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Showing content with the highest reputation on 10/18/2018 in all areas

  1. This summer, I set aside the belt grinder, and picked up the air ratchet. I had taken a long look at my 1988 Toyota 4Runner, and realized I had been neglecting my baby. I've kept it up mechanically 100%, but I let the body and paint deteriorate. As the 1st gen 4Runners are becoming more and more collectable, and mine being the best vehicle I've ever owned, I decided to begin restoring her. I went from peeling paint on all body panels, the black shell-top weathered down to bare white fiberglass, banged up front & rear bumpers, and rusted wiper arms and wheels, to what you see below. So
    3 points
  2. Hello!! Well I went and done did it...here are the first one of this batch..the first blades I have made here in our new studio down in Florida.. Boy I am ever feeling it..not swinging a hammer for 7 months..I had to drop down from my usual 8# hammer to a wimpy 4# hammer...I am back up to a 6# and I should be back with my "Lil' Nubbin" 8#'r here in another week or so... All are pattern welded 5 with my infamous Bovine Ivory and one with Red Deer antler.. Turned out ok for someone who is a bit out of practice as they say.. These are for sale on my website...I am posting them presently
    1 point
  3. Here is the result of about a year and a half of practice. I will not claim to be Sami, or even that this is a Sami knife. But a couple years ago I saw some of the beautiful work done by Sami Craftsman and decided I wanted to learn how to do it. This proved to not be an easy task. First, there is very little information out there on the process. Second, there seems to be a lot of misinformation out there. Third, most people I showed pictures of the knives to couldn't figure out why I liked them as much as I did. But... for some reason I am obsessed. I started following the few maker
    1 point
  4. Not sure if I've ever posted any of my work. Figured I'd post this one. Still got a little sanding/polishing left but it's pretty much done. Just a simple using knife. Forged out of CruForge V
    1 point
  5. I have no doubt you will design and fabricate some beautiful puukkos. Every blade seems to dictate how to carve and shape the handle. Puukkos are not simple designs. There is no one size fits all approach. I learned the T.L.A.F..A.R. (That looks and feels about right) many years ago and use that principle on every project. Your carving and tool design nail it solid. I for one look forward to seeing more of your work.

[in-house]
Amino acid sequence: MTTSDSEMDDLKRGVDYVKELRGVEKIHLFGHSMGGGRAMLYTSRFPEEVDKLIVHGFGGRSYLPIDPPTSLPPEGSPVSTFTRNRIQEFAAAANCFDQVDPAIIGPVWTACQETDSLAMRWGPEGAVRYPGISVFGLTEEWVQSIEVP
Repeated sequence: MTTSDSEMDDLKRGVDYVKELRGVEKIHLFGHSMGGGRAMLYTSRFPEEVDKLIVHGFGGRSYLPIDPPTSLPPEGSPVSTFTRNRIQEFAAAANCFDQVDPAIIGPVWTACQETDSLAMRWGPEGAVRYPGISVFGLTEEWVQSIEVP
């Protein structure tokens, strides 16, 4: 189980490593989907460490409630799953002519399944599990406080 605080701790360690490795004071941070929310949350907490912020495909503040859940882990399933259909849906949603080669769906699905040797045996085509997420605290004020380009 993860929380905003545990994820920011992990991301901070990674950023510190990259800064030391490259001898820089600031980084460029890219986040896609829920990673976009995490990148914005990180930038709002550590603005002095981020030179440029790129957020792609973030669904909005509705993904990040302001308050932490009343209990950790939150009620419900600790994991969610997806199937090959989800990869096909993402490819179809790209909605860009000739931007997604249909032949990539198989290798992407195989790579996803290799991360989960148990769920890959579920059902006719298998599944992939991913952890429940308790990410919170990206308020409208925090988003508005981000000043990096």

1 point
  6. Well thanks for the grand welcome guys. There is a web site for Cyclekarts, it''s call the Cyclekartclub.com and at times over the past couple of years, I'll post a comment over there, but they keep taking shots at me over there because I'm to long winded, can ya tell? And......sometimes I post my personal opinion......which...... sometimes differs from the old experts over there, who don't take kindly to anyone who color's outside the lines that they've drawn. With all the work around here and the different directions that I seem to get pulled off in, the Cyclekart lo
    1 point
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  8. Today I spent a couple of hours practicing Vine Filework. I Have a set of fittings that I am going to put this on and haven't done this one in a while. So I decided to practice it before I totally screw up a perfectly good knife. I thought I'd share this with folks in case anyone is interested. Most filework patterns have about 4-6 steps (other than layout), and can be reduced down to 4, when you consider that some steps are identical to one another, just on opposite sides of the work piece. I use a method Duane Dushane has in his video with a 2" square piece of 1/8" thick brass bar and
    1 point
  9. And what it looks like on a tapered full-tang. I think this is roughed-in well enough to HT.
    1 point
  10. It made it easier for the coyote to load it into the weather balloon in such a way that he could pull a rope and have it fall. (Missing the roadrunner, and landing square on the coyote of course) Regarding filing the bar of: I'd spend $20 on a HF angle grinder. That is a lot of weld on there. You aren't going to hurt the anvil unless you start grinding into the face. You can clean up the last 1/16" with a file.
    1 point
  11. Holy cow, dude! I am seriously impressed! And I really like that handle-vise thingy you made for the stacked construction glue-up. On the leather, it seems that subject comes up here every few years. I know it's called half-tan, and I know you can only get it from Sweden or Finland. Somebody posted a link a few years ago, but I'm glad you managed to find it on your own.
    1 point
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